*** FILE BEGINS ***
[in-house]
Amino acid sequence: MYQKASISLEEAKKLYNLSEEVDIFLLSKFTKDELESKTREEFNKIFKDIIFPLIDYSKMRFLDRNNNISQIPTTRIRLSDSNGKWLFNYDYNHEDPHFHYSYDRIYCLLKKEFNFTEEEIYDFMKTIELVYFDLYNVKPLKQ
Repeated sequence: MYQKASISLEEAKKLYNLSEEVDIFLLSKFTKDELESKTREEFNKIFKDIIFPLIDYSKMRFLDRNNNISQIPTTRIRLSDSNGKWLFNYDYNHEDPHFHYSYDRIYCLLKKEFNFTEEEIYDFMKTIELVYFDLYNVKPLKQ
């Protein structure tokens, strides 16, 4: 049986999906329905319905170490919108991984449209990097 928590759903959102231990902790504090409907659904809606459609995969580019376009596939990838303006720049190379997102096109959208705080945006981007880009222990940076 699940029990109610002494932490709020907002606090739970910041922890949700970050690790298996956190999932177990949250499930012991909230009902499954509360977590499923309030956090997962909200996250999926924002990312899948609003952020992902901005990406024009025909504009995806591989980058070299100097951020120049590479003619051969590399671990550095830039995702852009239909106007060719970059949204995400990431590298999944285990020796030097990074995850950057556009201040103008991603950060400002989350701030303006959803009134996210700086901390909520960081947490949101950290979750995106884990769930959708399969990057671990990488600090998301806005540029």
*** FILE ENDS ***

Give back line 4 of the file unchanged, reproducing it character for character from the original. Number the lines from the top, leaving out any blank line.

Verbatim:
């Protein structure tokens, strides 16, 4: 049986999906329905319905170490919108991984449209990097 928590759903959102231990902790504090409907659904809606459609995969580019376009596939990838303006720049190379997102096109959208705080945006981007880009222990940076 699940029990109610002494932490709020907002606090739970910041922890949700970050690790298996956190999932177990949250499930012991909230009902499954509360977590499923309030956090997962909200996250999926924002990312899948609003952020992902901005990406024009025909504009995806591989980058070299100097951020120049590479003619051969590399671990550095830039995702852009239909106007060719970059949204995400990431590298999944285990020796030097990074995850950057556009201040103008991603950060400002989350701030303006959803009134996210700086901390909520960081947490949101950290979750995106884990769930959708399969990057671990990488600090998301806005540029």